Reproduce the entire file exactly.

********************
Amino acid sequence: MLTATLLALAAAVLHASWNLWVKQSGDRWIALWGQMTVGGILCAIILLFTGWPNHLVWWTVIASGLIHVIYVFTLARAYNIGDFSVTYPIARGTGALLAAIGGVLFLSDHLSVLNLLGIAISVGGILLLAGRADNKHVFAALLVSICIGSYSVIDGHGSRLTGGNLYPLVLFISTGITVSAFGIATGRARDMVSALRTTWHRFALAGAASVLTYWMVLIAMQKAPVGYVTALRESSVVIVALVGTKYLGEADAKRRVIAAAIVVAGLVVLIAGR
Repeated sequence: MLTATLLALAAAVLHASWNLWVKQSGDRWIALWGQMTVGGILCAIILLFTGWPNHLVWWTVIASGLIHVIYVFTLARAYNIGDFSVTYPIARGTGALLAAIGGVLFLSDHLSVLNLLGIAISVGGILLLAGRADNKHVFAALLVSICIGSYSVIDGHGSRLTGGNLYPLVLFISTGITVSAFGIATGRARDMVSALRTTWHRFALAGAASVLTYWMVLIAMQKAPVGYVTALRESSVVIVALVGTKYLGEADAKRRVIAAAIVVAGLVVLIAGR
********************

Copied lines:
Amino acid sequence: MLTATLLALAAAVLHASWNLWVKQSGDRWIALWGQMTVGGILCAIILLFTGWPNHLVWWTVIASGLIHVIYVFTLARAYNIGDFSVTYPIARGTGALLAAIGGVLFLSDHLSVLNLLGIAISVGGILLLAGRADNKHVFAALLVSICIGSYSVIDGHGSRLTGGNLYPLVLFISTGITVSAFGIATGRARDMVSALRTTWHRFALAGAASVLTYWMVLIAMQKAPVGYVTALRESSVVIVALVGTKYLGEADAKRRVIAAAIVVAGLVVLIAGR
Repeated sequence: MLTATLLALAAAVLHASWNLWVKQSGDRWIALWGQMTVGGILCAIILLFTGWPNHLVWWTVIASGLIHVIYVFTLARAYNIGDFSVTYPIARGTGALLAAIGGVLFLSDHLSVLNLLGIAISVGGILLLAGRADNKHVFAALLVSICIGSYSVIDGHGSRLTGGNLYPLVLFISTGITVSAFGIATGRARDMVSALRTTWHRFALAGAASVLTYWMVLIAMQKAPVGYVTALRESSVVIVALVGTKYLGEADAKRRVIAAAIVVAGLVVLIAGR